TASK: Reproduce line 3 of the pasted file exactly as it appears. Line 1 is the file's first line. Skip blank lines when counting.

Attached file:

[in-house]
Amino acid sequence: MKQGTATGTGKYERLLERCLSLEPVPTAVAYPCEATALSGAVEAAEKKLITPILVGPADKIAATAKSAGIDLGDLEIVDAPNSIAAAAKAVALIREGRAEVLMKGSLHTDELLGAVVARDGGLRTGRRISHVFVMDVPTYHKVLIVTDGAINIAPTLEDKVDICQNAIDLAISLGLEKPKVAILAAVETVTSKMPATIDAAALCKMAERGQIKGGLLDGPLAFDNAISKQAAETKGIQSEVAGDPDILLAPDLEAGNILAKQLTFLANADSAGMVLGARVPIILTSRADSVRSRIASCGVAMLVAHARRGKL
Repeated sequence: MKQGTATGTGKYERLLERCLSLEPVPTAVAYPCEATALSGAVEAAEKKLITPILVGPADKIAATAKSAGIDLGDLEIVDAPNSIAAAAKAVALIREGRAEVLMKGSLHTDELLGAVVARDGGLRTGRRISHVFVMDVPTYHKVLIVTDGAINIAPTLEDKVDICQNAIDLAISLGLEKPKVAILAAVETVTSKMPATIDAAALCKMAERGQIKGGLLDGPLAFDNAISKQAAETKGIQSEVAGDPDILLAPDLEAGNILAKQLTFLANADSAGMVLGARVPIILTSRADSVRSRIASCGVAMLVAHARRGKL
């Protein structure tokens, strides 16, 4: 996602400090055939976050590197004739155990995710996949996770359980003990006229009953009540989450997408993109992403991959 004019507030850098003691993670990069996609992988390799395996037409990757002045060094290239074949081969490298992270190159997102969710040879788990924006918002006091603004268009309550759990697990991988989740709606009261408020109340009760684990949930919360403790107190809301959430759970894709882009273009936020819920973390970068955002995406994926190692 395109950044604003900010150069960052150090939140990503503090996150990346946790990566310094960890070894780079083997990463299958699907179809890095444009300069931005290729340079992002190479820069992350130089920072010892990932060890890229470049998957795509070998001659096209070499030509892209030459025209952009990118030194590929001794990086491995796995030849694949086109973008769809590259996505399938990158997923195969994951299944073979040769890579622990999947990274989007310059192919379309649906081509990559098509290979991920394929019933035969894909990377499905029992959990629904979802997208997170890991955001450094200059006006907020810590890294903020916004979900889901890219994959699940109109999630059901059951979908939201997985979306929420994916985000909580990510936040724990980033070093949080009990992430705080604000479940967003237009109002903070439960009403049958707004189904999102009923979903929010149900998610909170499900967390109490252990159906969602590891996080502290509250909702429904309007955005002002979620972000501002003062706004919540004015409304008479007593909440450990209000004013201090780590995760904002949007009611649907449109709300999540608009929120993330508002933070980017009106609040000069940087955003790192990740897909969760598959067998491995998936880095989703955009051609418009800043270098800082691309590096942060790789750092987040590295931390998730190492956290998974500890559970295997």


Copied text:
Repeated sequence: MKQGTATGTGKYERLLERCLSLEPVPTAVAYPCEATALSGAVEAAEKKLITPILVGPADKIAATAKSAGIDLGDLEIVDAPNSIAAAAKAVALIREGRAEVLMKGSLHTDELLGAVVARDGGLRTGRRISHVFVMDVPTYHKVLIVTDGAINIAPTLEDKVDICQNAIDLAISLGLEKPKVAILAAVETVTSKMPATIDAAALCKMAERGQIKGGLLDGPLAFDNAISKQAAETKGIQSEVAGDPDILLAPDLEAGNILAKQLTFLANADSAGMVLGARVPIILTSRADSVRSRIASCGVAMLVAHARRGKL